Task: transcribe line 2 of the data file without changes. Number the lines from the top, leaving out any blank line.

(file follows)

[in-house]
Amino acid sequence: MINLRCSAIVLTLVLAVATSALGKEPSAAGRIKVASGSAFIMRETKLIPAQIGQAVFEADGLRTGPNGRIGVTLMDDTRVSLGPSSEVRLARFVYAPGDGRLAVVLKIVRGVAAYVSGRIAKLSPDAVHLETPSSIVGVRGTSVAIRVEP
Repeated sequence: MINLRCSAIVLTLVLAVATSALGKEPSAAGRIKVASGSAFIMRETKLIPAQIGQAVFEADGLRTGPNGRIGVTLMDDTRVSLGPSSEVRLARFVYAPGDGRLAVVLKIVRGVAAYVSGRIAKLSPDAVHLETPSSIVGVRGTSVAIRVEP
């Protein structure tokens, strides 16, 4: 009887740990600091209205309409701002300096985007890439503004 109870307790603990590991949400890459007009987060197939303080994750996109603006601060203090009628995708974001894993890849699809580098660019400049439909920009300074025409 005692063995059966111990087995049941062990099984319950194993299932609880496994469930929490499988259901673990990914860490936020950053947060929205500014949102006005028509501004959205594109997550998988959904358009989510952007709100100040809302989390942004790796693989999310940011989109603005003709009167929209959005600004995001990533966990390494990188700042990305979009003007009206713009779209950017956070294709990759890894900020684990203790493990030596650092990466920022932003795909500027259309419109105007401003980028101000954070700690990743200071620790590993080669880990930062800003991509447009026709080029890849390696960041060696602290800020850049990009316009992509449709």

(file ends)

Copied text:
Amino acid sequence: MINLRCSAIVLTLVLAVATSALGKEPSAAGRIKVASGSAFIMRETKLIPAQIGQAVFEADGLRTGPNGRIGVTLMDDTRVSLGPSSEVRLARFVYAPGDGRLAVVLKIVRGVAAYVSGRIAKLSPDAVHLETPSSIVGVRGTSVAIRVEP